Escalating xenophobia in South Africa is tarnishing its “Rainbow Nation”. But over the past year, the spotlight has increasingly shifted focus to Cape Town because of a series of events culminating in the Greenmarket Square sit-in — in which hundreds of foreign nationals demanded the South African find them asylum in safer countries — and the subsequent forced relocation of those involved.
By 2018, South Africa hosted more than 270,000 refugees and asylum seekers, of whom 84% come from sub-Saharan Africa. Many of these foreign nationals came here to escape poverty, political violence and war. But in recent years, conditions in the country have become equally as dangerous to them because of sporadic Afrophobic violence, dressed as xenophobic attacks.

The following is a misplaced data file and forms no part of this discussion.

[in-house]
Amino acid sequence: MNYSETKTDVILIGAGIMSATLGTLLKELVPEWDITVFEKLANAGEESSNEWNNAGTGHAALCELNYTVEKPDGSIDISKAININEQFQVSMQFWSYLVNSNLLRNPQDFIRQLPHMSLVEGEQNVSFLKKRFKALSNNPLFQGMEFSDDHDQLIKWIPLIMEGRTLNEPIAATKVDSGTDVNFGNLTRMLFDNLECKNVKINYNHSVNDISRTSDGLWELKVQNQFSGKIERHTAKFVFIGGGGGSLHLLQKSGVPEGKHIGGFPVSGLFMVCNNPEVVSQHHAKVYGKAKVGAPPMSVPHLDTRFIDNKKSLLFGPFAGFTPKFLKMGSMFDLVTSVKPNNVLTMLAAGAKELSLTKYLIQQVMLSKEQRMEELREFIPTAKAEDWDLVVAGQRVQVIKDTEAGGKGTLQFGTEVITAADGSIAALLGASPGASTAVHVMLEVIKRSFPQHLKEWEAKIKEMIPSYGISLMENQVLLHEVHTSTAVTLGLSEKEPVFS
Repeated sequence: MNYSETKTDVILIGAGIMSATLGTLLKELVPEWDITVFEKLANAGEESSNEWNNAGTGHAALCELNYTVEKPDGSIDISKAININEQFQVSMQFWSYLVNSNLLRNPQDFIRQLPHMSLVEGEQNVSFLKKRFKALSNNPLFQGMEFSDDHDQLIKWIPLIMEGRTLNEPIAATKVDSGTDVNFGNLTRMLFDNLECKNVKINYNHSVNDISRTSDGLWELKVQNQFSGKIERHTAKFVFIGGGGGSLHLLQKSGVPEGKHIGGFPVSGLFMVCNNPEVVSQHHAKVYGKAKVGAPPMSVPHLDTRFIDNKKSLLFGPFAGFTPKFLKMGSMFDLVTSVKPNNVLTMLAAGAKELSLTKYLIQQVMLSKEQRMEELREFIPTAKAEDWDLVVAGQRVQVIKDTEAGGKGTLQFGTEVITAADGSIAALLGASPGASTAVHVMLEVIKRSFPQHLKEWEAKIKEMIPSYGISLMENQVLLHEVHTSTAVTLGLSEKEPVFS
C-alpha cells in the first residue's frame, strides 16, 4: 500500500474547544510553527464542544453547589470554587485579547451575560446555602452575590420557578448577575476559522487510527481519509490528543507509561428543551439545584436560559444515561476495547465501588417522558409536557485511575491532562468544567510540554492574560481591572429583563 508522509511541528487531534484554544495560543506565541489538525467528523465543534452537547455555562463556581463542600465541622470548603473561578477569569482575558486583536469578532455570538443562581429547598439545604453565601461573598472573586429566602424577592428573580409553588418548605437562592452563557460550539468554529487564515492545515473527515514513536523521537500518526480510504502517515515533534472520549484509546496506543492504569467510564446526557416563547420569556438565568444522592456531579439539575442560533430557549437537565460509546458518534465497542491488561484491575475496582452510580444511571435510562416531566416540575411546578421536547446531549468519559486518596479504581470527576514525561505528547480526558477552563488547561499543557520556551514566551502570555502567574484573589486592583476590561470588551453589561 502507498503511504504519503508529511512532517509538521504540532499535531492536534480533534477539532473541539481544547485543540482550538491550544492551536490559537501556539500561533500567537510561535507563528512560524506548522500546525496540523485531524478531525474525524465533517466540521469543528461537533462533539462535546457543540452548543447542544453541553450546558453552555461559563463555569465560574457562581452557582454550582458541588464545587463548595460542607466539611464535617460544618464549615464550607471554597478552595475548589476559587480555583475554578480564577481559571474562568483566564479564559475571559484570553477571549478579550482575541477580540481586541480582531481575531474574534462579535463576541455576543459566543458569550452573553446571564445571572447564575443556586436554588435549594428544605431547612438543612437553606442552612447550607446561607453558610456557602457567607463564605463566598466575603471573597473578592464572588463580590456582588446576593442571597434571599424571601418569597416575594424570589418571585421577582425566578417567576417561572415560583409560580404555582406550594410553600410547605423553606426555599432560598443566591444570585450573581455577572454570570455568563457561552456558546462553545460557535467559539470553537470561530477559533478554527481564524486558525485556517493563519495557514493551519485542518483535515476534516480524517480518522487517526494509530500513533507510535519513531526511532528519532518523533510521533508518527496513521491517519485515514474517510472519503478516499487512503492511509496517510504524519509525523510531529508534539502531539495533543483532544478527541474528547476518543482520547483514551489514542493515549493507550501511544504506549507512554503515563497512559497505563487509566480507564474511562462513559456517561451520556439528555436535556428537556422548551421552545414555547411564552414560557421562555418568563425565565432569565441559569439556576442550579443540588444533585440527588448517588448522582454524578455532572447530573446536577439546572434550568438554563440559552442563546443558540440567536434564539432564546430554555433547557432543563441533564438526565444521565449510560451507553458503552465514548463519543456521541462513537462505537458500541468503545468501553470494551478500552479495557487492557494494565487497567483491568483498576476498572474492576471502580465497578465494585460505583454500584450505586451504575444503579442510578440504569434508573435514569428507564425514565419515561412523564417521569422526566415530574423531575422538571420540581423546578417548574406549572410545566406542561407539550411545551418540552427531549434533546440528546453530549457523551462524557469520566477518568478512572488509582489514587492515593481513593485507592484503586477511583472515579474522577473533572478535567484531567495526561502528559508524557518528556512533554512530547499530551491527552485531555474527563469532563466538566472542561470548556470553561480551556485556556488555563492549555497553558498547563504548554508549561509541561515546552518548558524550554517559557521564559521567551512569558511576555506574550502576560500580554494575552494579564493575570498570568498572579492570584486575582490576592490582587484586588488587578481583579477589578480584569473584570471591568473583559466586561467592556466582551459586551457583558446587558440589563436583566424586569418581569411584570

Ours is a country experiencing grave poverty and one of the world’s highest unemployment rates, and rhetoric would have you believe that foreign nationals are responsible for it. But the true culprits are businesses exploiting the vulnerability of undocumented immigrants living in our country, to bypass the labour laws protecting legal labour in South Africa, our citizens and others permitted to work here.
Upon visiting Cape Town last year to produce my documentary “GUTTED”, I began recording conversations with Uber drivers, mostly from Zimbabwe. I had no particular ambition for these recordings, I just found our chats to be incredibly insightful. But upon review, what I found was a recurring narrative regarding the issue of work, the ability to work, and the vulnerability caused by its necessity.